Guy: We had a few scenes together but I haven’t seen the finished film myself so I don’t know how much of what I did is still in there. We have a bit to do with each other but we spend much of the film trying to track each other down. I also worked with Gwyneth Paltrow and Rebecca Hall.
Matt: We’ve mentioned the comic books already and you said you didn’t read them as a kid but with this particular role, did you have to do some background reading of the comic books or are you more relying on the script and director for inspiration?
Guy: I was just relying on the script as I feel that’s someone else’s job to pull the best bits from the source material and make a great script. If I read the script and it works for me then great. If it doesn’t work for me and I still want to do it, then I might go and do a bit more reading to see if there’s something missing about this character.
I did have a look at some of the comic books, not because I thought the script was bad but just out of interest. I was curious to see how he appears and how Aldrich Killian looks while trying to get a sense of his manor and demeanour. What we’ve put in the film is a mix of the best bits and pieces of his life. If you stick too closely to the source material, you’re only going to get confused and disappointed because things aren’t there.
Matt: A lot goes into the promotion of a Marvel movie. Do you have to do a lot of travel in the next few weeks to talk up the film?
Guy: Not a lot. I’ll go to the States to do the opening and press over there but that’ll probably be about it. Robert’s already in Asia now promoting it. I don’t have a really big role in the film to be honest but I have worked on films in the past where you’re travelling non-stop around the world for about 18 months trying to get something off the ground.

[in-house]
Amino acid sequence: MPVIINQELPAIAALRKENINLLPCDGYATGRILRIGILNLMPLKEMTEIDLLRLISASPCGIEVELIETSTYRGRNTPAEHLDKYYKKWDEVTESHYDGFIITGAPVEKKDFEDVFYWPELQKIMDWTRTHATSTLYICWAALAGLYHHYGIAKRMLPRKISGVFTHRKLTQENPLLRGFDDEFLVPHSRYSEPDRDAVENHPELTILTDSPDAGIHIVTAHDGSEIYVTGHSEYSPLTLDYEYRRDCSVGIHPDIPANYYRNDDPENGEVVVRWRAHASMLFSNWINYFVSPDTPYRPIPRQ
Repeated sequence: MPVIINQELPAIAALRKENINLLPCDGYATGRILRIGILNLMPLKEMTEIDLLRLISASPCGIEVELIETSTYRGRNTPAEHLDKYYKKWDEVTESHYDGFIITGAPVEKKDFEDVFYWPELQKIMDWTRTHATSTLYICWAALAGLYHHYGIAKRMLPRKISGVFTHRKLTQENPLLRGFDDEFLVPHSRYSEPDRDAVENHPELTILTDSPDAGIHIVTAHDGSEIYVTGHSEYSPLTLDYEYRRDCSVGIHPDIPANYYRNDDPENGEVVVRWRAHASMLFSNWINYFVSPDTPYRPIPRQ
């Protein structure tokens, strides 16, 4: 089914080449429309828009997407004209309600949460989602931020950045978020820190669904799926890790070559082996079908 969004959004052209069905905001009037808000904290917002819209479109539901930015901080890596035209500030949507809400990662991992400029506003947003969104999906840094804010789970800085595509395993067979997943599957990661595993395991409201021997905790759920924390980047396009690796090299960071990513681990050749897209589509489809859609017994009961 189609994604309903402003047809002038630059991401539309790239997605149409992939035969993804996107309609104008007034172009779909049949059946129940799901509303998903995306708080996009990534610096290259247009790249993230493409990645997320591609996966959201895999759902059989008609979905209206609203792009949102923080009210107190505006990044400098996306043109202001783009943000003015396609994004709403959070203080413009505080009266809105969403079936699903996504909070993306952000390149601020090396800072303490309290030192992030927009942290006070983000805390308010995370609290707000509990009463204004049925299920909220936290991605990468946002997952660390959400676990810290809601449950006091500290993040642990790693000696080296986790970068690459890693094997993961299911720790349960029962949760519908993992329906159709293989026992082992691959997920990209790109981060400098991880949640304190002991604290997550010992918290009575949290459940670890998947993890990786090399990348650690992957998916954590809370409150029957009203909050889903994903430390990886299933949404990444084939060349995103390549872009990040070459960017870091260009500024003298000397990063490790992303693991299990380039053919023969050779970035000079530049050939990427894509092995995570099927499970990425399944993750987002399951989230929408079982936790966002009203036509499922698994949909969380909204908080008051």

Matt: I’ve been reflecting over the past few days about the life of Roger Ebert, the world’s most influential film critic who passed away last week. As an actor, are you someone who reads a lot of reviews?
Guy: I don’t read a lot of them. I used to but then I got burned really badly once and it left me thinking that I don’t really need to see reviews. Having said that, I watch David and Margaret all the time. If there are reviewers like Siskel & Ebert that have a great credible history, then sure, I’m curious to know what they have to say but I won’t necessarily rely on them when determining whether to see a film or not.
Matt: Much is made about the state of the film industry here in Australia and how we struggle to come up with many of our own big hits at the box-office? Do you get approached with a lot of scripts from Aussie filmmakers?
Guy: Not a lot. There are not a lot of films that get made in Australia unfortunately. I’m always trying to seek things out. I think sometimes I don’t get approached because people think “oh, he’s a Hollywood actor now and we wouldn’t be able to afford him so don’t bother” or they’ll go “we want someone who is unknown and bring a bit more mystery to a role”. I hate the fact that I might get overlooked for a role because they think it’ll be difficult for the public to believe that I am this simple Aussie character. I’d love to do more Australian stuff than what I actually do.
Matt: And where can we expect to see you next? What projects are in the works?
Guy: I’ve got a couple of things in the can. I’ve just finished David Michod’s film, The Rover. I did a film in New Orleans after Iron Man with Kristen Wiig which I think is now called Hateship Loveship. I also did Drake Doremus’ movie which we took to Sundance this year called Breathe In. Those films all need to come out. In May this year, we’re going to shoot the third Jack Irish film.